Amjad Nasser, a leading Jordanian poet, novelist, and journalist, was denied entry to the United States earlier this week, the Arab Lit blog reported. Nasser was slated to speak yesterday at New York University’s Gallatin School, where he was to inaugurate a lecture series called “Gallatin Global Writers” alongside Sinan Antoon. The event proceeded as planned, with Nasser participating via Skype.
The writer, who holds British citizenship, was reportedly stopped at London’s Heathrow Airport, where Department of Homeland Security officials informed him that he could not travel to the United States due to his presence on an official blacklist. In an article on the incident in Jadaliyya, Nasser, who has been published in the US by Bloomsbury and Tavern Books (in a translation by the Palestinian-American poet and Guggenheim Fellow Fady Joudah), gave the following account of his interaction with American officials:
The Homeland Security person who was interrogating me on the phone knew somehow from inside the airport that I am a poet and a writer and that I have an invitation from New York University to give an inaugural reading for a new cultural program. But that did not matter to him. He knew that I was a journalist and that I have never had any other profession my whole life, but that did not matter to him. He knew that I was approaching sixty years of age, but that did not matter to him. He knew, of course, that I have British citizenship, which cannot be acquired, I imagine, by someone “suspicious,” but that did not matter to him since he was exercising his own American dominion on British soil. Despite knowing all this he said: I am sorry. You cannot board this departing plane (It had already taken off) to New York.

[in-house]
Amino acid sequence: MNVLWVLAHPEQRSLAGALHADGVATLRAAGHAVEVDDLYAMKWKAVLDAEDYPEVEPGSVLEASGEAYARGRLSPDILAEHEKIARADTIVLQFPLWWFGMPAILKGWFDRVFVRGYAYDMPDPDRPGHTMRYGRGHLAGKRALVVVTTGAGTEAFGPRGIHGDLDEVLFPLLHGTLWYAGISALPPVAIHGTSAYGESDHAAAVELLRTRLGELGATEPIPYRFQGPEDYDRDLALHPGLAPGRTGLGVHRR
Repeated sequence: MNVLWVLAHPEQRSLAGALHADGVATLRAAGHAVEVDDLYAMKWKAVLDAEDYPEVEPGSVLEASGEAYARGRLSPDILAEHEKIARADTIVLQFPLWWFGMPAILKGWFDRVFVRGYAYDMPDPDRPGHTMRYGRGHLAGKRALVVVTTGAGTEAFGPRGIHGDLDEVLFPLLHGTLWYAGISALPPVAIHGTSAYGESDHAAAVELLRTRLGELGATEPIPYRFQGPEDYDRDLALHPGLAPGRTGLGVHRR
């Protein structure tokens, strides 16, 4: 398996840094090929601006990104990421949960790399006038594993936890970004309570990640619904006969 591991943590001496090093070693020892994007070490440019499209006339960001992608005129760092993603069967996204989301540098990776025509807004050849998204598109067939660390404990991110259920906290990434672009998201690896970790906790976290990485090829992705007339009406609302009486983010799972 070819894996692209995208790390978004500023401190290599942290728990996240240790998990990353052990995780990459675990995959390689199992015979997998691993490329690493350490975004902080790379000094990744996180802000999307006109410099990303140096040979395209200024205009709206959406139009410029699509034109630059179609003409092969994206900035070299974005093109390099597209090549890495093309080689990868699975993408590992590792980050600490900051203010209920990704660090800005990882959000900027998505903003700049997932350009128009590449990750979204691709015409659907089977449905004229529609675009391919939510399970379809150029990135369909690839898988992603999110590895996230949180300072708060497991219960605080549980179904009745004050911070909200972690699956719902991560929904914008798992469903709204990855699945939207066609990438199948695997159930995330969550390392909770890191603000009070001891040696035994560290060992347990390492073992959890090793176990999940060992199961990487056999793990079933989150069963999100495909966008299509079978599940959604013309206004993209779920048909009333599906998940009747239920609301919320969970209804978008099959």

Artists and writers with backgrounds on the wrong side of geopolitical boundaries frequently find themselves unable to travel for their work. Earlier this summer, the Palestinian artist Khaled Jarrar was barred from travel, without rationale, by Israeli authorities. Though the ban was later relaxed, Jarrar was unable to participate in programming connected to his work at the New Museum and White Box. In 2011, a plane carrying Bolivian activist and performer Raquel Gutierrez was even prevented from passing through US airspace due to her presence on the blacklist.
The “blacklist” is in fact two — the No Fly List, inaugurated by the Department of Homeland Security after 9/11, and the FBI’s Terrorist Screening Database, which predates it. The former contains over 20,000 names; the latter over 400,000 unique names (and 1 million entries) as of March 2009. There is no recourse available for those who believe themselves to be wrongly listed.
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